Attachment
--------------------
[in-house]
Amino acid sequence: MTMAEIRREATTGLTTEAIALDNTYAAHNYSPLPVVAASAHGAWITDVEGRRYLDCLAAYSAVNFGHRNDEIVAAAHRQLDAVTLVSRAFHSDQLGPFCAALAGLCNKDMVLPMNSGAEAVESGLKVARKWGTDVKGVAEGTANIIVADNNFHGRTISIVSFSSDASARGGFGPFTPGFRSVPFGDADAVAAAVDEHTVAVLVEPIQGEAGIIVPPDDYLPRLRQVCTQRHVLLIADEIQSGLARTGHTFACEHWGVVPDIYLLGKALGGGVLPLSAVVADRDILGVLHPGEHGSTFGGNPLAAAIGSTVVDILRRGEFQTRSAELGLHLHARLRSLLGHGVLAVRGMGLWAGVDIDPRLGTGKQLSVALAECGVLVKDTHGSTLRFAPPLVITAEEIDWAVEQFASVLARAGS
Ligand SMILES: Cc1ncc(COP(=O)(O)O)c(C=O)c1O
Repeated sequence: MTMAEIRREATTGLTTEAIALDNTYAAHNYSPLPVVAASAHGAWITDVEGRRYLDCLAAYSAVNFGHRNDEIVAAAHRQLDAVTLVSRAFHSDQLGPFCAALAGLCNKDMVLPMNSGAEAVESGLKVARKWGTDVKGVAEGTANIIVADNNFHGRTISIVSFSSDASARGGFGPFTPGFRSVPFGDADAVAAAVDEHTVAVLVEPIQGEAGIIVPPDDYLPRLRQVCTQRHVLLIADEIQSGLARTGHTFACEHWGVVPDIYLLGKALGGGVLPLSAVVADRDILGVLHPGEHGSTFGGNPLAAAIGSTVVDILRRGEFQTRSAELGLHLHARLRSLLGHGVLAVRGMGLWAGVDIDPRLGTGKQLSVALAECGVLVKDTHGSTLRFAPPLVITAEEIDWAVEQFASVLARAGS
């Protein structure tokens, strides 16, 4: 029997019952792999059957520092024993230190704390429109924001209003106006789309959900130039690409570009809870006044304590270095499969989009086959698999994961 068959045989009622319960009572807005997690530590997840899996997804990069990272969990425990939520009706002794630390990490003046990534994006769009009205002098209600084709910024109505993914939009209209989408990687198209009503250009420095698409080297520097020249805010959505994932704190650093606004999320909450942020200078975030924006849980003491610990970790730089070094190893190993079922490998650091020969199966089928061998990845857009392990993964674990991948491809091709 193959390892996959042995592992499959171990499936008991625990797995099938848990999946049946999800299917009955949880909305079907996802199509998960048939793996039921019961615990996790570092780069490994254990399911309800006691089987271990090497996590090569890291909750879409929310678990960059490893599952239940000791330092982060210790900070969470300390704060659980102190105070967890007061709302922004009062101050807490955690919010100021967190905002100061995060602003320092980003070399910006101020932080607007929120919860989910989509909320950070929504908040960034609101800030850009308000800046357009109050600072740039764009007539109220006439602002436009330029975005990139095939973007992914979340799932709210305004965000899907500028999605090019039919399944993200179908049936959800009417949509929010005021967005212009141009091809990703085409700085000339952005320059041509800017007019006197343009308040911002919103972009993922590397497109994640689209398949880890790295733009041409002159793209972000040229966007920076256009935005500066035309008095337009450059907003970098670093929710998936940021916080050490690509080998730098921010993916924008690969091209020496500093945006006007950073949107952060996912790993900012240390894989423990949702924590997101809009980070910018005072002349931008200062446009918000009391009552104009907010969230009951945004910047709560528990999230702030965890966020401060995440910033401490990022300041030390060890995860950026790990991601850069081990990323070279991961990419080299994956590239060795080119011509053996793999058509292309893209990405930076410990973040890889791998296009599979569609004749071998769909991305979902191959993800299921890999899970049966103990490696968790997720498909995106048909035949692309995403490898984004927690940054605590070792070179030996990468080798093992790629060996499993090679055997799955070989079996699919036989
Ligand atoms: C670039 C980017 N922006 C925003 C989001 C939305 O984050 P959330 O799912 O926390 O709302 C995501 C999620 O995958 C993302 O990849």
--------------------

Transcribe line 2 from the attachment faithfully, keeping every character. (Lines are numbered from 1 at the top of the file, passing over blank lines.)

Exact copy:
Amino acid sequence: MTMAEIRREATTGLTTEAIALDNTYAAHNYSPLPVVAASAHGAWITDVEGRRYLDCLAAYSAVNFGHRNDEIVAAAHRQLDAVTLVSRAFHSDQLGPFCAALAGLCNKDMVLPMNSGAEAVESGLKVARKWGTDVKGVAEGTANIIVADNNFHGRTISIVSFSSDASARGGFGPFTPGFRSVPFGDADAVAAAVDEHTVAVLVEPIQGEAGIIVPPDDYLPRLRQVCTQRHVLLIADEIQSGLARTGHTFACEHWGVVPDIYLLGKALGGGVLPLSAVVADRDILGVLHPGEHGSTFGGNPLAAAIGSTVVDILRRGEFQTRSAELGLHLHARLRSLLGHGVLAVRGMGLWAGVDIDPRLGTGKQLSVALAECGVLVKDTHGSTLRFAPPLVITAEEIDWAVEQFASVLARAGS